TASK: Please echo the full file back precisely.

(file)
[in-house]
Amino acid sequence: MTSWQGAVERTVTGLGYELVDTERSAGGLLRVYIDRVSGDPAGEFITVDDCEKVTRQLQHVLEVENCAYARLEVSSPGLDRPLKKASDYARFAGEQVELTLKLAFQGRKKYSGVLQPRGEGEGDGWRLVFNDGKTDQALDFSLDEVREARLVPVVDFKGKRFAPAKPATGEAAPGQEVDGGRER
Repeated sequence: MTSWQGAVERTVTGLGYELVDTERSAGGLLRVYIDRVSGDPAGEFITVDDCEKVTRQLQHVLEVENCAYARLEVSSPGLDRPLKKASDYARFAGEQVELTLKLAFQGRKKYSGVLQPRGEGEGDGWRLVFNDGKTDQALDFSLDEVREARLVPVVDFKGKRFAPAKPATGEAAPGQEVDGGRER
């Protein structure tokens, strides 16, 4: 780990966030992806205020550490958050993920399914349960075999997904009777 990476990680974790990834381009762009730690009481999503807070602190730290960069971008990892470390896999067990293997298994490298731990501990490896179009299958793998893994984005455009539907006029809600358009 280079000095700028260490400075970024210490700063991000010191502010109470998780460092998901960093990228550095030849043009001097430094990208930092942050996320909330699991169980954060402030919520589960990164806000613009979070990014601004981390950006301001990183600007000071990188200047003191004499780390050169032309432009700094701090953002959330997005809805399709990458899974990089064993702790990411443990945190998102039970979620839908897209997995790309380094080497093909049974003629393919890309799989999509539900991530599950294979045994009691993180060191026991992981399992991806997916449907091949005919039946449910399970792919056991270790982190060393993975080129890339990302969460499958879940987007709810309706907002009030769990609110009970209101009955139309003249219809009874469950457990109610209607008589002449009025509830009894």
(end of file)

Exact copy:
[in-house]
Amino acid sequence: MTSWQGAVERTVTGLGYELVDTERSAGGLLRVYIDRVSGDPAGEFITVDDCEKVTRQLQHVLEVENCAYARLEVSSPGLDRPLKKASDYARFAGEQVELTLKLAFQGRKKYSGVLQPRGEGEGDGWRLVFNDGKTDQALDFSLDEVREARLVPVVDFKGKRFAPAKPATGEAAPGQEVDGGRER
Repeated sequence: MTSWQGAVERTVTGLGYELVDTERSAGGLLRVYIDRVSGDPAGEFITVDDCEKVTRQLQHVLEVENCAYARLEVSSPGLDRPLKKASDYARFAGEQVELTLKLAFQGRKKYSGVLQPRGEGEGDGWRLVFNDGKTDQALDFSLDEVREARLVPVVDFKGKRFAPAKPATGEAAPGQEVDGGRER
């Protein structure tokens, strides 16, 4: 780990966030992806205020550490958050993920399914349960075999997904009777 990476990680974790990834381009762009730690009481999503807070602190730290960069971008990892470390896999067990293997298994490298731990501990490896179009299958793998893994984005455009539907006029809600358009 280079000095700028260490400075970024210490700063991000010191502010109470998780460092998901960093990228550095030849043009001097430094990208930092942050996320909330699991169980954060402030919520589960990164806000613009979070990014601004981390950006301001990183600007000071990188200047003191004499780390050169032309432009700094701090953002959330997005809805399709990458899974990089064993702790990411443990945190998102039970979620839908897209997995790309380094080497093909049974003629393919890309799989999509539900991530599950294979045994009691993180060191026991992981399992991806997916449907091949005919039946449910399970792919056991270790982190060393993975080129890339990302969460499958879940987007709810309706907002009030769990609110009970209101009955139309003249219809009874469950457990109610209607008589002449009025509830009894």